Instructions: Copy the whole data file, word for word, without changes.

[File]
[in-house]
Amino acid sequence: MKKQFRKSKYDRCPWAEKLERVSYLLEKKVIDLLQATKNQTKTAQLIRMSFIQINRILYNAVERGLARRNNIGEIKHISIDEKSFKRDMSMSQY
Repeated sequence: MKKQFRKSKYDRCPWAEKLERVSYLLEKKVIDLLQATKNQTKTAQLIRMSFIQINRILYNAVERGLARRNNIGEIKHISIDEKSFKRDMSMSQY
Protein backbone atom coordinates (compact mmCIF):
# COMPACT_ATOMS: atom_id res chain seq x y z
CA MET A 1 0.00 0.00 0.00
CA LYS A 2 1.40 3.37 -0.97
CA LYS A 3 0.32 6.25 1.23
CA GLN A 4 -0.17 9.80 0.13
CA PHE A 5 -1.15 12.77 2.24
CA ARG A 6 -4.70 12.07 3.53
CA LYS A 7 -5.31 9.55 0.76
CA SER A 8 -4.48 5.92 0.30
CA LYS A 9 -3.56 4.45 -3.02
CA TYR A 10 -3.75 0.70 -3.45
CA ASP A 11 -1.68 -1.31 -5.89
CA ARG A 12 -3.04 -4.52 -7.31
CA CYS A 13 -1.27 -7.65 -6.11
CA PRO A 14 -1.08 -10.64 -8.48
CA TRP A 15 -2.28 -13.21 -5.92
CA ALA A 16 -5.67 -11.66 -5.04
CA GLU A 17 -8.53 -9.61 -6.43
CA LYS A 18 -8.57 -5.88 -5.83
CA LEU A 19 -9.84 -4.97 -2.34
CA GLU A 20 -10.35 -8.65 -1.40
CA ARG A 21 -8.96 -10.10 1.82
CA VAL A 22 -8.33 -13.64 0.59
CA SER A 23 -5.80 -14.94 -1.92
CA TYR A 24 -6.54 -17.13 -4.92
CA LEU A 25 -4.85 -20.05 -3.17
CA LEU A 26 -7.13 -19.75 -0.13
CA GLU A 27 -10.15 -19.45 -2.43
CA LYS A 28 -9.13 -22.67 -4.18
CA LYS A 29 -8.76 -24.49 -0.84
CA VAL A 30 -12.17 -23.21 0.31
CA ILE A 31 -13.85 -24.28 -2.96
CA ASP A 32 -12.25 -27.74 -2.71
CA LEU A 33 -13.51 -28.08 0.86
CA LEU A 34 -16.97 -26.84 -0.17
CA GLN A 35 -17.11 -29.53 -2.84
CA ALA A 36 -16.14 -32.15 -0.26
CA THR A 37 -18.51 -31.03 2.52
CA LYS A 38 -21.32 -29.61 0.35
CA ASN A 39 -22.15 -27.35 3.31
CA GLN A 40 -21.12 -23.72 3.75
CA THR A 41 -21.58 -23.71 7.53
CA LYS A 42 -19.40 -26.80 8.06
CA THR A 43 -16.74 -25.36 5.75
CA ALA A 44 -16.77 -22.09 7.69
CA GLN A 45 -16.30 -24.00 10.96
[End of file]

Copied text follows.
[in-house]
Amino acid sequence: MKKQFRKSKYDRCPWAEKLERVSYLLEKKVIDLLQATKNQTKTAQLIRMSFIQINRILYNAVERGLARRNNIGEIKHISIDEKSFKRDMSMSQY
Repeated sequence: MKKQFRKSKYDRCPWAEKLERVSYLLEKKVIDLLQATKNQTKTAQLIRMSFIQINRILYNAVERGLARRNNIGEIKHISIDEKSFKRDMSMSQY
Protein backbone atom coordinates (compact mmCIF):
# COMPACT_ATOMS: atom_id res chain seq x y z
CA MET A 1 0.00 0.00 0.00
CA LYS A 2 1.40 3.37 -0.97
CA LYS A 3 0.32 6.25 1.23
CA GLN A 4 -0.17 9.80 0.13
CA PHE A 5 -1.15 12.77 2.24
CA ARG A 6 -4.70 12.07 3.53
CA LYS A 7 -5.31 9.55 0.76
CA SER A 8 -4.48 5.92 0.30
CA LYS A 9 -3.56 4.45 -3.02
CA TYR A 10 -3.75 0.70 -3.45
CA ASP A 11 -1.68 -1.31 -5.89
CA ARG A 12 -3.04 -4.52 -7.31
CA CYS A 13 -1.27 -7.65 -6.11
CA PRO A 14 -1.08 -10.64 -8.48
CA TRP A 15 -2.28 -13.21 -5.92
CA ALA A 16 -5.67 -11.66 -5.04
CA GLU A 17 -8.53 -9.61 -6.43
CA LYS A 18 -8.57 -5.88 -5.83
CA LEU A 19 -9.84 -4.97 -2.34
CA GLU A 20 -10.35 -8.65 -1.40
CA ARG A 21 -8.96 -10.10 1.82
CA VAL A 22 -8.33 -13.64 0.59
CA SER A 23 -5.80 -14.94 -1.92
CA TYR A 24 -6.54 -17.13 -4.92
CA LEU A 25 -4.85 -20.05 -3.17
CA LEU A 26 -7.13 -19.75 -0.13
CA GLU A 27 -10.15 -19.45 -2.43
CA LYS A 28 -9.13 -22.67 -4.18
CA LYS A 29 -8.76 -24.49 -0.84
CA VAL A 30 -12.17 -23.21 0.31
CA ILE A 31 -13.85 -24.28 -2.96
CA ASP A 32 -12.25 -27.74 -2.71
CA LEU A 33 -13.51 -28.08 0.86
CA LEU A 34 -16.97 -26.84 -0.17
CA GLN A 35 -17.11 -29.53 -2.84
CA ALA A 36 -16.14 -32.15 -0.26
CA THR A 37 -18.51 -31.03 2.52
CA LYS A 38 -21.32 -29.61 0.35
CA ASN A 39 -22.15 -27.35 3.31
CA GLN A 40 -21.12 -23.72 3.75
CA THR A 41 -21.58 -23.71 7.53
CA LYS A 42 -19.40 -26.80 8.06
CA THR A 43 -16.74 -25.36 5.75
CA ALA A 44 -16.77 -22.09 7.69
CA GLN A 45 -16.30 -24.00 10.96